Day 21

Today is day 21.

Have I ever told you guys that I don’t believe in common numbers? So when I’m supposed to wake up at 5:20 AM, I instead wake up at 5:21 AM. I know it’s all in my head, but it’s GOING AGAINST THE GRAIN.

photo cred:

photo cred: Google images

You too could be the red person walking up the stairs!

Thus, this is posted on day 21 rather than day 20.

My. Gosh.

So much has happened.

So let’s start with a party.


No, not that kind of party, although banana parties are a lot of fun.  A welcoming party. Here we go.

(and quick thanks to everyone whose pictures I stole and put on here)

I love cake gifts! You are free to give me cake. Any. Time.

I love cake gifts! You are free to give me cake. Any. Time.

My host family decided to throw a welcoming party/belated birthday party for my host mom and I. My whole week I was here, my host mom kept inviting everyone we met and knew.

Thus, when the party started, there were 100+ people there. I tried to greet (salim!) all of them. After my host mom said some remarks in front of everyone, they invited me to come up and introduce myself.

Now. I. Don’t. Speak. Indonesian. I practiced and memorized an introduction, and I messed up anyway. But you know, some mistakes don’t matter. And it was one of those.

Then we did a traditional party thing, where there is tumpeng (mountain of flavored rice rimmed with different side dishes). You cut off the top and then put a little of each side dish on the plate. You give this plate to someone who is important to you. I gave it to my host mom, because I felt that she had done so much for me to make me feel welcome and comfortable.

The rest of the party was a blurry of saliming, speaking in two languages, and singing. My host dad is a musician, and all his musician friends came. Someone played the keyboard the whole time and people would just go up and sing. It didn’t matter if they had the skill or not; no shame there. So much respect.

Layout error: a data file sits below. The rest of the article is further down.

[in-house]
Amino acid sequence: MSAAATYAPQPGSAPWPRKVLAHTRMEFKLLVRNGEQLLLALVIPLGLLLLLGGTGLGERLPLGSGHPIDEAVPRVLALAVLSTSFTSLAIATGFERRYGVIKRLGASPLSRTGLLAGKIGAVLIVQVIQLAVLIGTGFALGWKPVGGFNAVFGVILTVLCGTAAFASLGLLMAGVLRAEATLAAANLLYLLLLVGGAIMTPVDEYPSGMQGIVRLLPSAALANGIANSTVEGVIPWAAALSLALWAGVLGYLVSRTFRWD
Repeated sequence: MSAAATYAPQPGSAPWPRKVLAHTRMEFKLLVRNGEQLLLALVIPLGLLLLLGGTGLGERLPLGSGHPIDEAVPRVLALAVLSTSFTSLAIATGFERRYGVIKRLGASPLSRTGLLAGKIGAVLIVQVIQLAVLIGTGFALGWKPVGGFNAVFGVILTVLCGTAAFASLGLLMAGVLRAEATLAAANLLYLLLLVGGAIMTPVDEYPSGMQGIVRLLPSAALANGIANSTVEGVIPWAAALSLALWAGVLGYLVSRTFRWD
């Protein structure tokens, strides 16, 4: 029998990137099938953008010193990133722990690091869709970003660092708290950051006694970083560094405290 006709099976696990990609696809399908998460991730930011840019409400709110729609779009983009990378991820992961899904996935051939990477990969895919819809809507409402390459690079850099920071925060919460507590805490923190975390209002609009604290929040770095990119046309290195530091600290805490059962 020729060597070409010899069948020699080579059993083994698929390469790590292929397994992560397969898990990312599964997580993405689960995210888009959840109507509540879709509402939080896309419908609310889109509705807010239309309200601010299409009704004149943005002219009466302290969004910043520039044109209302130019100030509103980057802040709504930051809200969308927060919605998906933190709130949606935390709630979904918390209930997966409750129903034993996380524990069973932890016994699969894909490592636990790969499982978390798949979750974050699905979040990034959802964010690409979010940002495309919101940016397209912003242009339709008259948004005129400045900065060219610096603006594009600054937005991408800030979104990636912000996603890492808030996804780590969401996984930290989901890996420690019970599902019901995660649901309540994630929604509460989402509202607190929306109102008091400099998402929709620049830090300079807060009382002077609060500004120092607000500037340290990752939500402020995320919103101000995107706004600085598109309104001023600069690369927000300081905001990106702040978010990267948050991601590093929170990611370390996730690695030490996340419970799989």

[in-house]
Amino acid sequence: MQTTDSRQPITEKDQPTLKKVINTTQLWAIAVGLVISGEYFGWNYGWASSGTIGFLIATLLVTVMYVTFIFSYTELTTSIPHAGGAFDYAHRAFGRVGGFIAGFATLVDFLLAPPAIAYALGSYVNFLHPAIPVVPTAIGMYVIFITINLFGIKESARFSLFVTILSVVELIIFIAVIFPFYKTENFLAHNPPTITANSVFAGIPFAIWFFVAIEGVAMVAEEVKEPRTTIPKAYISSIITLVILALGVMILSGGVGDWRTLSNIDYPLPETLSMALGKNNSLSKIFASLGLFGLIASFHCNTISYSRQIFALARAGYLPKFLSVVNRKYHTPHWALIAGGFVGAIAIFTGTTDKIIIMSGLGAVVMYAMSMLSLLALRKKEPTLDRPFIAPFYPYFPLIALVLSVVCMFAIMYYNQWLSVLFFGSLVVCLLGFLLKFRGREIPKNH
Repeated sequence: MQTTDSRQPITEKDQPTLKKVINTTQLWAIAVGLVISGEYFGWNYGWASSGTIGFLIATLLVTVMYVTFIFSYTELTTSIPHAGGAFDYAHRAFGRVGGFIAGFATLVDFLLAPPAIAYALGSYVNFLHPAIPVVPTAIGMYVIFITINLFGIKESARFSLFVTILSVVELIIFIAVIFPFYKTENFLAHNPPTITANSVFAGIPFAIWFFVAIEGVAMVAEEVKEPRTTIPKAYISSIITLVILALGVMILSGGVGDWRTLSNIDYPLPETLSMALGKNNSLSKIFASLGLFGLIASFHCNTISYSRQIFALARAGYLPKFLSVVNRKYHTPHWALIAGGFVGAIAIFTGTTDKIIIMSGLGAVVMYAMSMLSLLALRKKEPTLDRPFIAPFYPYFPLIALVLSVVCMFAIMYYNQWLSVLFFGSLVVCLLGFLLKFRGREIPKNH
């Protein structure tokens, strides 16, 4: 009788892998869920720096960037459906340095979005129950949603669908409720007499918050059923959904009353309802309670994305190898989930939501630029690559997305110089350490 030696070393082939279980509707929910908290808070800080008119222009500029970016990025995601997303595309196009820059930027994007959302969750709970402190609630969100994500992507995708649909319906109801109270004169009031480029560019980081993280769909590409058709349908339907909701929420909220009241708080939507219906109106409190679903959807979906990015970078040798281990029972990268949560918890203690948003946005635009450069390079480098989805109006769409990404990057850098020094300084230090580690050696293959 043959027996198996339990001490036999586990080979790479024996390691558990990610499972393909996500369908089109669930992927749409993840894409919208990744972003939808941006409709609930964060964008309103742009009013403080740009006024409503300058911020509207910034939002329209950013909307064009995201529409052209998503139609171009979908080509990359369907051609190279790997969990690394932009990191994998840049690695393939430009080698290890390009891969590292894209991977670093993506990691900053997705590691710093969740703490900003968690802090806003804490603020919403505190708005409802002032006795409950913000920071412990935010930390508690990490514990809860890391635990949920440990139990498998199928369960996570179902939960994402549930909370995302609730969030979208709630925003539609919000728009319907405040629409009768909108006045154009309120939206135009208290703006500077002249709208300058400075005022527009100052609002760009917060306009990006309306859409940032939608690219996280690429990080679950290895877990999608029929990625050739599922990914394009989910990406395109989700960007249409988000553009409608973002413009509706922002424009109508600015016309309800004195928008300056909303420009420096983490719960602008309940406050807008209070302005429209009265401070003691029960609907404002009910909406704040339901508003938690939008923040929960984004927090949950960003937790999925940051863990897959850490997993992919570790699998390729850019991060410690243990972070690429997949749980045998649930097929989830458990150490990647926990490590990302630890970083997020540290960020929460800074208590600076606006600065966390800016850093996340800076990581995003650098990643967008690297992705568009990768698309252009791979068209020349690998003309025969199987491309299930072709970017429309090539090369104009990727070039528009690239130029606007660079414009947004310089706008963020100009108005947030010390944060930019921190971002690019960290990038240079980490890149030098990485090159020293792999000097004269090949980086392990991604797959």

My host aunt is an AFS returnee from Australia, and she brought all the alum/on program AFS attendees and we sang Leaving on a Jetplane. I’ve never heard it before, but apparently it’s a classic. So go and listen to it.

AFS Alum on on-programmers sing.

AFS Alum on on-programmers sing.



And we took so many pictures. So many.

To top the Sunday off, a reporter from the newspaper was invited. He interviewed me and the other host student staying in Bogor (from Germany).

Lo and behold, in the paper the next day, there was my shining bule face.

Hey celebrities. #AFSinthenews

Look at me. In the pape. #newsies #ImthekingofBogor

The day after the party was my first day of school. I was really nervous about it, mostly because there was going to be a flag ceremony and I would have to introduce myself in front of everyone. We arrived just a little late and everyone saw us anyway. So I just lined up like everyone else until they called me up.

I used my memorized introduction from the party, and it was all good.

The rest of the day was followed by a lot of staring, a lot of “What’s your name and where are you from?”, selfies, and chatting about a) what school in America is like and b) do I know any of the celebrities?

No. I don’t.

I think school has helped me a lot. I really have a hard time being the center of attention (or being the bule here), but I feel that studying abroad is about pushing yourself out of your comfort zone. Mostly I speak in English with people, but they try to help me learn Indonesian. No, I don’t understand anything the teachers are saying. And no, I don’t have to take the tests or do the homework (thank goodness).

On Tuesday-Friday after school my teacher mentor had me join Rineka, a traditional dance/instruments extracurricular. I was really excited about this. They let me play some traditional drums and then the gamelan, which is a sort of xylophone/marimba thing.

photo cred:

pc: Google

Yep. That’s the gamelan for you. Except the one I played wasn’t quite so ornate.

After playing for a little, they informed me that I would be playing the gamelan with them in the school’s anniversary part on Saturday.

So, the rest of the week was just that: going to school, being a celebrity, and practicing the gamelan. I actually had a lot of fun, especially in Rineka.